You need a culture of data within your practice and to really understand the data. What often happens is a physician will go to a conference and come back and say "Well, the sky is falling because our overhead is 70 percent and someone at the conference told me theirs was 35 percent." Most would understand 35 percent not realistic, but they come back and think they need to cut staff, etc. So we need to understand the data and compare apples to apples when we look at your practice versus others.
PP: What metrics would you recommend small practices pay the most attention to?
Clossey: You definitely want to look at your overhead — staff and facilities are the two major buckets at your practice. So you want to look at staffing and expenses and your staff FTEs. You also want to look at your facilities. Your office expenses and marketing are small [low] hanging fruit you can cut and it won't make a dramatic difference.
You need to look at your revenue cycle. What does our [accounts receivable] aging look like? What is our payer mix so we can understand whether we have a high commercial volume or a high Medicare volume? Those are things might affect revenue number.
From a physician / provider standpoint, we need to look at patient volume, number of surgical cases, compensation and relative value units as key indicators. Then you would want to look at your ancillary service line: if you have an allergy or audio department or a pharmacy or an urgent care or MRI. What is the profitability there? That way, if you want to add a new service line, you can build out a service line based on patient volume looks like, revenue projections, patients captured, and other things of that nature.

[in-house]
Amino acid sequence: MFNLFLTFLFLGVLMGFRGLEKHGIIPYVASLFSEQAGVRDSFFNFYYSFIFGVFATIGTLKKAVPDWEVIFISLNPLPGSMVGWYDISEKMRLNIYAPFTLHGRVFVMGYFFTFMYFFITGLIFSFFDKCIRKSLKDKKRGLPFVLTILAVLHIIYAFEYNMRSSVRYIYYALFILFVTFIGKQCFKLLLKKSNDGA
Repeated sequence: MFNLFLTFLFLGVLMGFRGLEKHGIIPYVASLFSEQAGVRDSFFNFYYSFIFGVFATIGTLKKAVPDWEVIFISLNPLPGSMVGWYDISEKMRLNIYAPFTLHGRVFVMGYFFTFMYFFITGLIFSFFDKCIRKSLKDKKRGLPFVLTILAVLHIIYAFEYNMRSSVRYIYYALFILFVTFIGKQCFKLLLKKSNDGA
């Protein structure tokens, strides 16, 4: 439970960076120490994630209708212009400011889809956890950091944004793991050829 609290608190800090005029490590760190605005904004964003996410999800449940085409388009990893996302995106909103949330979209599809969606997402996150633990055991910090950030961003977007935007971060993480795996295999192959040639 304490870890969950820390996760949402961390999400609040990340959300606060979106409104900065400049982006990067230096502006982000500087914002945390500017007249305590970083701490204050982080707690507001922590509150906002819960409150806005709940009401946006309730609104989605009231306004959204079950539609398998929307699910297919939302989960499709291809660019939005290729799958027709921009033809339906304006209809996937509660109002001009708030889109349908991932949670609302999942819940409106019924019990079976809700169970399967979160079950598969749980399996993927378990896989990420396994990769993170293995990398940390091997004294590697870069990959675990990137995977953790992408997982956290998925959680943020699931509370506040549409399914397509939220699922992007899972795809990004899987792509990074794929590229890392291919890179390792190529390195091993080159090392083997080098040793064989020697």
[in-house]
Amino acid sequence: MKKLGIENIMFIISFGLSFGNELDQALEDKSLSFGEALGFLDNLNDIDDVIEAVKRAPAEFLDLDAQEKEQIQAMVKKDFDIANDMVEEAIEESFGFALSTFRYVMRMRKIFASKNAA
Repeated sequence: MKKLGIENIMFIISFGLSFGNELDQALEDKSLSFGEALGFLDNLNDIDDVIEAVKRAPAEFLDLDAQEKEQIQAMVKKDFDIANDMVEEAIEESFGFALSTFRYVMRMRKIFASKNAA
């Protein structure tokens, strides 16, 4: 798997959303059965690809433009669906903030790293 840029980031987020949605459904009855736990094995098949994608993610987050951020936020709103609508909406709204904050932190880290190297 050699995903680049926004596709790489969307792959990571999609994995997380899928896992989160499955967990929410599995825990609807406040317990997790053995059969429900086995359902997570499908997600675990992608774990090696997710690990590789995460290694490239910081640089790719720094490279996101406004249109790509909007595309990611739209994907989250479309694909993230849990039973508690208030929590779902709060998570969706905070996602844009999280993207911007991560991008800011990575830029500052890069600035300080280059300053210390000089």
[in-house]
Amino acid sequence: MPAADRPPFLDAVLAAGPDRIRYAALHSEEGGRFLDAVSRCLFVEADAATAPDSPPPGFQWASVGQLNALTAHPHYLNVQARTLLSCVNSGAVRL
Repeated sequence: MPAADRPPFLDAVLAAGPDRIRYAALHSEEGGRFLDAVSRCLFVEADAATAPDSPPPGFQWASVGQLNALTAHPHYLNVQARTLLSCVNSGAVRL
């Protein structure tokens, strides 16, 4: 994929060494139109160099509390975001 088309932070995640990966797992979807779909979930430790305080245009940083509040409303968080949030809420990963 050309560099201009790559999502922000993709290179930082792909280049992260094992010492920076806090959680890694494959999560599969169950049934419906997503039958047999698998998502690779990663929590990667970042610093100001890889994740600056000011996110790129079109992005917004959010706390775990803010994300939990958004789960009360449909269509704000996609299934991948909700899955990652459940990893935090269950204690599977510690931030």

PP: Do practices need to invest in an advanced dashboard for all their data or is there a simple, low-cost way to follow your advice?
Clossey: I'd say start with an Excel spreadsheet if you don't have anything else. You don't need to spend hundreds of thousands of dollars on an automated tool that refreshes nightly right out of the gate. We do a lot of things in Excel, so you can have a provider dashboard that backs up to your financial statements. A very easy Excel manipulation sets something [like that] up.
Now long term, you may want to look at something else as practice grows and there are a variety of tools out there that do automated uploads to look at things, even call center data, on a daily basis. Focus on key components you should be tracking internally and reporting to management team and what you may want to report to your physicians.